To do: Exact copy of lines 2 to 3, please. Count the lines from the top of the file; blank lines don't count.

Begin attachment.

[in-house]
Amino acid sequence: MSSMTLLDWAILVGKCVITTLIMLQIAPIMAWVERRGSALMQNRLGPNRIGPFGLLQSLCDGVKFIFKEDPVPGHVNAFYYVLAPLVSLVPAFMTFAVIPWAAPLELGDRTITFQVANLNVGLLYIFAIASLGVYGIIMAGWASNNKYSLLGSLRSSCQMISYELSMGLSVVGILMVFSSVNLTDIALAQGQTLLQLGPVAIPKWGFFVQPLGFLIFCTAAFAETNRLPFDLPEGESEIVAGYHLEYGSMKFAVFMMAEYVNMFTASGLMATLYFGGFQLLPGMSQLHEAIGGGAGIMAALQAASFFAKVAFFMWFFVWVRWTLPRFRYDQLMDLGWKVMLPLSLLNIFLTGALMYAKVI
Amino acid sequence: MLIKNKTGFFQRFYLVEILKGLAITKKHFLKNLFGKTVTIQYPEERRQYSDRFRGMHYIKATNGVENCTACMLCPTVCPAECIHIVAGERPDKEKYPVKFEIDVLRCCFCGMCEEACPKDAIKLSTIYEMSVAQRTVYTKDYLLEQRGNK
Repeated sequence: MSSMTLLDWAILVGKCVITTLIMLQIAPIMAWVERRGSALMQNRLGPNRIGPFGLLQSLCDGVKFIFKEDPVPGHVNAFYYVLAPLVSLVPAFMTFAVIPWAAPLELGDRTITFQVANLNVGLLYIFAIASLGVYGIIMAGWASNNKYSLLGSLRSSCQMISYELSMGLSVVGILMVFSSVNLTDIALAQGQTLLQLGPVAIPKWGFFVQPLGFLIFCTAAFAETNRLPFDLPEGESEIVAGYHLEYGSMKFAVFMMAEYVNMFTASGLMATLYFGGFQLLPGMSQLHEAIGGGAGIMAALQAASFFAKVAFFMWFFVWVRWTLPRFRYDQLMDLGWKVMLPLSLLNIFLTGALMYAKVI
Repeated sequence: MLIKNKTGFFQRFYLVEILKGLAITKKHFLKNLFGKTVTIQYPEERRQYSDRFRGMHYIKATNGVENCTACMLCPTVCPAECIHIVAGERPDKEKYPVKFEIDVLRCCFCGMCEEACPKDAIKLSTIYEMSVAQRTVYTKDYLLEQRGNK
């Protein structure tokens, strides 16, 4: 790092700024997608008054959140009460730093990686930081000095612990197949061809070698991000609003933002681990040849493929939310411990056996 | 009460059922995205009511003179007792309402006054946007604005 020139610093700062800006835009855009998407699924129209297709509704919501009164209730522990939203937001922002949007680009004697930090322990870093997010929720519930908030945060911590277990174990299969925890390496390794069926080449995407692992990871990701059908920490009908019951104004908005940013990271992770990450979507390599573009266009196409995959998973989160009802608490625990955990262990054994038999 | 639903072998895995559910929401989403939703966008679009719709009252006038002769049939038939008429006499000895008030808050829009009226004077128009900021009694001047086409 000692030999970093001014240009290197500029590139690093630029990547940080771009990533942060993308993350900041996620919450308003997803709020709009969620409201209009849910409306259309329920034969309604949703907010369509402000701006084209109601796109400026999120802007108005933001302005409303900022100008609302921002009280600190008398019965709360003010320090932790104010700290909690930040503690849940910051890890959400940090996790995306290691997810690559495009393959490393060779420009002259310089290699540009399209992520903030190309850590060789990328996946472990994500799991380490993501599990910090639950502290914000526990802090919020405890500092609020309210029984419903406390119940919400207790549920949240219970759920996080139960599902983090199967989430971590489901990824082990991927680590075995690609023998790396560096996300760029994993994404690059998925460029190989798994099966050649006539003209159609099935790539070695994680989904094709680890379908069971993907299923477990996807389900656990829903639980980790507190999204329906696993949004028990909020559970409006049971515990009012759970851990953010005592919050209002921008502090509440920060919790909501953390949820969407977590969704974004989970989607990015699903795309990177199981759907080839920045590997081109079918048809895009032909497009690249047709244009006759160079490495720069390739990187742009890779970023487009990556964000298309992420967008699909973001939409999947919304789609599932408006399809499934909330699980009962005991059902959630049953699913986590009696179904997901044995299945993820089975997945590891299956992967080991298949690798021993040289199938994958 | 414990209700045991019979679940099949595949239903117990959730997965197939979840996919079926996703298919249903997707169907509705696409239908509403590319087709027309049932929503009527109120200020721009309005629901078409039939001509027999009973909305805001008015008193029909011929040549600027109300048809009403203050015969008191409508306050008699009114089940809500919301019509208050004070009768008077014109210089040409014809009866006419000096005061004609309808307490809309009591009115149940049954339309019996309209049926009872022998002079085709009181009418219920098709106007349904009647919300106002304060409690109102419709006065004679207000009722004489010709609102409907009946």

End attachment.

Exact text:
Amino acid sequence: MSSMTLLDWAILVGKCVITTLIMLQIAPIMAWVERRGSALMQNRLGPNRIGPFGLLQSLCDGVKFIFKEDPVPGHVNAFYYVLAPLVSLVPAFMTFAVIPWAAPLELGDRTITFQVANLNVGLLYIFAIASLGVYGIIMAGWASNNKYSLLGSLRSSCQMISYELSMGLSVVGILMVFSSVNLTDIALAQGQTLLQLGPVAIPKWGFFVQPLGFLIFCTAAFAETNRLPFDLPEGESEIVAGYHLEYGSMKFAVFMMAEYVNMFTASGLMATLYFGGFQLLPGMSQLHEAIGGGAGIMAALQAASFFAKVAFFMWFFVWVRWTLPRFRYDQLMDLGWKVMLPLSLLNIFLTGALMYAKVI
Amino acid sequence: MLIKNKTGFFQRFYLVEILKGLAITKKHFLKNLFGKTVTIQYPEERRQYSDRFRGMHYIKATNGVENCTACMLCPTVCPAECIHIVAGERPDKEKYPVKFEIDVLRCCFCGMCEEACPKDAIKLSTIYEMSVAQRTVYTKDYLLEQRGNK